Then it’s time to cream the butter and sugar. The butter should be soft enough to leave a finger indent, but not so soft that it is liquidy.
In order to have a light and moist cake that is not dense, it’s important to incorporate air into the butter and the egg. So beat them long and strong and crank up the speed to medium high once all of the ingredients are incorporated and won’t fly out of the bowl! The butter and sugar should be beat long enough that the grittiness has mostly dissolved. Then the eggs should be added one at a time so that you can work up a thick emulsified mixture- it should look like buttercream or thick mayonnaise.
Once you add the flour, this is when you want to take it low and slow. Keep your mixer on the slowest speed and only mix until the flour is mostly incorporated. I like to finish the last bit by hand, so you don’t over mix which can yield a tough cake. Last, mix in the white chocolate chips gently with a rubber spatula.
Now it’s time to bake. I find the cake is ready right around the hour mark. But ovens can vary greatly, so start checking for doneness around 50 minutes. You can always keep in it longer, but you can’t unbake it. A couple of crumbs clinging to a toothpick when you do a check are what you are looking for.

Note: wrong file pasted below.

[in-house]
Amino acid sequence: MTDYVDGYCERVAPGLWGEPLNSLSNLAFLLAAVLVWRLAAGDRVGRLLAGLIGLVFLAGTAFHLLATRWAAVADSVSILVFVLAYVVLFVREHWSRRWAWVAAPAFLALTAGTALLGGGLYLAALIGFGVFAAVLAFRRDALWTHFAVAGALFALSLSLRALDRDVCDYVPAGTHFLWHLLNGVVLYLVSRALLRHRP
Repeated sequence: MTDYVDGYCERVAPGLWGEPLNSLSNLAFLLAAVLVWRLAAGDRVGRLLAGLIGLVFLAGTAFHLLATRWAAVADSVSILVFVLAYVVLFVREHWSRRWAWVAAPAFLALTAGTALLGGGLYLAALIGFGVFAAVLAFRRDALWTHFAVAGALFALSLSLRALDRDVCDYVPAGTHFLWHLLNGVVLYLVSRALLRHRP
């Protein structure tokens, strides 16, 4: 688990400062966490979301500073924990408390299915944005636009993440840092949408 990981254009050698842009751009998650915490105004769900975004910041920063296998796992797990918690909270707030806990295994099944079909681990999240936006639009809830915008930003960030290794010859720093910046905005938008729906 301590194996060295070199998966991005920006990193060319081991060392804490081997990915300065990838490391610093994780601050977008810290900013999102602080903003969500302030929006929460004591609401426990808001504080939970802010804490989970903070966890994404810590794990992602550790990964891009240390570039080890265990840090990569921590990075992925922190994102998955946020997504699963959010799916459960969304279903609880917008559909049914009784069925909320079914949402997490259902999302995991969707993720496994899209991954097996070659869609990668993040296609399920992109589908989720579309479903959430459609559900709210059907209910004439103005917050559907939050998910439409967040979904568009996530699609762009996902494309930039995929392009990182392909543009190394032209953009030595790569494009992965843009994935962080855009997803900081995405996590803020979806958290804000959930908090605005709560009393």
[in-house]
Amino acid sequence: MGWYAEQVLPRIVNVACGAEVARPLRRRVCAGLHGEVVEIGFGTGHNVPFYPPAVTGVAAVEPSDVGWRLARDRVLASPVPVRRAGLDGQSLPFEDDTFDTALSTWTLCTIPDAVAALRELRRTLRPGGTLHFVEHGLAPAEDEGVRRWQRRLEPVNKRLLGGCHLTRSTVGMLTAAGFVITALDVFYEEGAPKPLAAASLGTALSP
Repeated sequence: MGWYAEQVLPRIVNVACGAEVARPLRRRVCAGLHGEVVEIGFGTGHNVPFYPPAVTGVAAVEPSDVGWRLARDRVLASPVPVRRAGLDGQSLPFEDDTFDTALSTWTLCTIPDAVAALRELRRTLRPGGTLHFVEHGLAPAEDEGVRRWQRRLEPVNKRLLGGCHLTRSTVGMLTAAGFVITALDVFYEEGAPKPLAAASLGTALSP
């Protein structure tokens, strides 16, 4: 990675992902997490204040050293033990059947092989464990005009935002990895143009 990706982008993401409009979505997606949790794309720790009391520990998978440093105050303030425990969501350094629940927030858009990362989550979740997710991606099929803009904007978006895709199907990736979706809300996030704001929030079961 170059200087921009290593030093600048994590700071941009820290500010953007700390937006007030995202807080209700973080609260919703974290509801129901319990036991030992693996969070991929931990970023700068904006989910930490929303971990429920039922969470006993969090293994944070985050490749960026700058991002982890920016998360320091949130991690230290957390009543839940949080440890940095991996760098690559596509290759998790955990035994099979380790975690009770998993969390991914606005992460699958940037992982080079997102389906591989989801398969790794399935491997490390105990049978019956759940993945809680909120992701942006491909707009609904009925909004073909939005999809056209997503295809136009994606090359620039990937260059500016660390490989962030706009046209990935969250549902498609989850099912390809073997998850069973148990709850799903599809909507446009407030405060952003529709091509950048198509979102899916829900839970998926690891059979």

Ice, Icing Baby
My favorite part of this Matcha Cake is the icing! It turns an intense, even lurid, green color. Normally you would have to use some noxious chemicals to get such a dramatic color. Since the matcha icing comes together quickly, you can whip it up while the cake is cooling.
Make this sophisticated but easy pound cake for the sweets loving roommates in your life. When you do, take a moment to rate the recipe and leave a comment-we love hearing from you! And of course, show us those gorgeous matcha cakes by tagging us @funkyasiankitchen.
For the Cake:
- 6 ¾ oz ( 1 ½ cups) all-purpose unbleached flour
- 1 ½ teaspoon baking powder
- ½ teaspoon salt
- 4 oz (½ cup) unsalted butter, slightly soft
- 1 cup sugar
- 2 large eggs
- 2 Tablespoons matcha powder
- 2 Tablespoons warm water
- ½ cup sour cream (light is fine)
- ½ cup white chocolate chips